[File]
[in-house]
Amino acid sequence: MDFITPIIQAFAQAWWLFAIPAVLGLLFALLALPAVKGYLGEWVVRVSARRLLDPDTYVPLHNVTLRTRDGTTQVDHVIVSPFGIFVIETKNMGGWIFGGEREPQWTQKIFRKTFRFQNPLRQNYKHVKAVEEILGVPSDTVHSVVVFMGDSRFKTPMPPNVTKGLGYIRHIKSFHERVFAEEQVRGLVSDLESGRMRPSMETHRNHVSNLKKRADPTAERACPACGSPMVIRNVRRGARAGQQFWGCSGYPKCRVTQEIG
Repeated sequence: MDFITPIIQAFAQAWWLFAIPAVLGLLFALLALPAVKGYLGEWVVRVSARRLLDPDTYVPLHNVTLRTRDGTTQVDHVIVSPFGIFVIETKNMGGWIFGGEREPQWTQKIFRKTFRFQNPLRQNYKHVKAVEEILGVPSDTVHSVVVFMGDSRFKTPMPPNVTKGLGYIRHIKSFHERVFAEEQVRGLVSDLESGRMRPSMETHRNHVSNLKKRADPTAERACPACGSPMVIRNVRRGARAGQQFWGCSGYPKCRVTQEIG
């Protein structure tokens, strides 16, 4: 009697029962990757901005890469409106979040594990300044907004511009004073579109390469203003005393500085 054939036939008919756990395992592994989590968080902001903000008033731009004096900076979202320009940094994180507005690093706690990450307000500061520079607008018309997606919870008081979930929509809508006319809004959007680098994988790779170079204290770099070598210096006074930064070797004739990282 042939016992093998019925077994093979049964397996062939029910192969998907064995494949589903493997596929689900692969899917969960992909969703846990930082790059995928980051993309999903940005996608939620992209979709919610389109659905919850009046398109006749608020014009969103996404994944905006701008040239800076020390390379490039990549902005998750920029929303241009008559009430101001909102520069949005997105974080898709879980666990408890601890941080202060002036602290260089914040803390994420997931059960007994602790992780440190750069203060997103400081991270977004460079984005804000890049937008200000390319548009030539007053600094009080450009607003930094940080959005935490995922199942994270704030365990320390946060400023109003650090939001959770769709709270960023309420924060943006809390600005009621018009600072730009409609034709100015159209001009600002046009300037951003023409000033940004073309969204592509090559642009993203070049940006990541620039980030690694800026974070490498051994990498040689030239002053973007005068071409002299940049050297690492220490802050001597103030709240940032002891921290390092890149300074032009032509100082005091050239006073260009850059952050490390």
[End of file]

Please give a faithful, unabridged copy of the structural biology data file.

[in-house]
Amino acid sequence: MDFITPIIQAFAQAWWLFAIPAVLGLLFALLALPAVKGYLGEWVVRVSARRLLDPDTYVPLHNVTLRTRDGTTQVDHVIVSPFGIFVIETKNMGGWIFGGEREPQWTQKIFRKTFRFQNPLRQNYKHVKAVEEILGVPSDTVHSVVVFMGDSRFKTPMPPNVTKGLGYIRHIKSFHERVFAEEQVRGLVSDLESGRMRPSMETHRNHVSNLKKRADPTAERACPACGSPMVIRNVRRGARAGQQFWGCSGYPKCRVTQEIG
Repeated sequence: MDFITPIIQAFAQAWWLFAIPAVLGLLFALLALPAVKGYLGEWVVRVSARRLLDPDTYVPLHNVTLRTRDGTTQVDHVIVSPFGIFVIETKNMGGWIFGGEREPQWTQKIFRKTFRFQNPLRQNYKHVKAVEEILGVPSDTVHSVVVFMGDSRFKTPMPPNVTKGLGYIRHIKSFHERVFAEEQVRGLVSDLESGRMRPSMETHRNHVSNLKKRADPTAERACPACGSPMVIRNVRRGARAGQQFWGCSGYPKCRVTQEIG
């Protein structure tokens, strides 16, 4: 009697029962990757901005890469409106979040594990300044907004511009004073579109390469203003005393500085 054939036939008919756990395992592994989590968080902001903000008033731009004096900076979202320009940094994180507005690093706690990450307000500061520079607008018309997606919870008081979930929509809508006319809004959007680098994988790779170079204290770099070598210096006074930064070797004739990282 042939016992093998019925077994093979049964397996062939029910192969998907064995494949589903493997596929689900692969899917969960992909969703846990930082790059995928980051993309999903940005996608939620992209979709919610389109659905919850009046398109006749608020014009969103996404994944905006701008040239800076020390390379490039990549902005998750920029929303241009008559009430101001909102520069949005997105974080898709879980666990408890601890941080202060002036602290260089914040803390994420997931059960007994602790992780440190750069203060997103400081991270977004460079984005804000890049937008200000390319548009030539007053600094009080450009607003930094940080959005935490995922199942994270704030365990320390946060400023109003650090939001959770769709709270960023309420924060943006809390600005009621018009600072730009409609034709100015159209001009600002046009300037951003023409000033940004073309969204592509090559642009993203070049940006990541620039980030690694800026974070490498051994990498040689030239002053973007005068071409002299940049050297690492220490802050001597103030709240940032002891921290390092890149300074032009032509100082005091050239006073260009850059952050490390």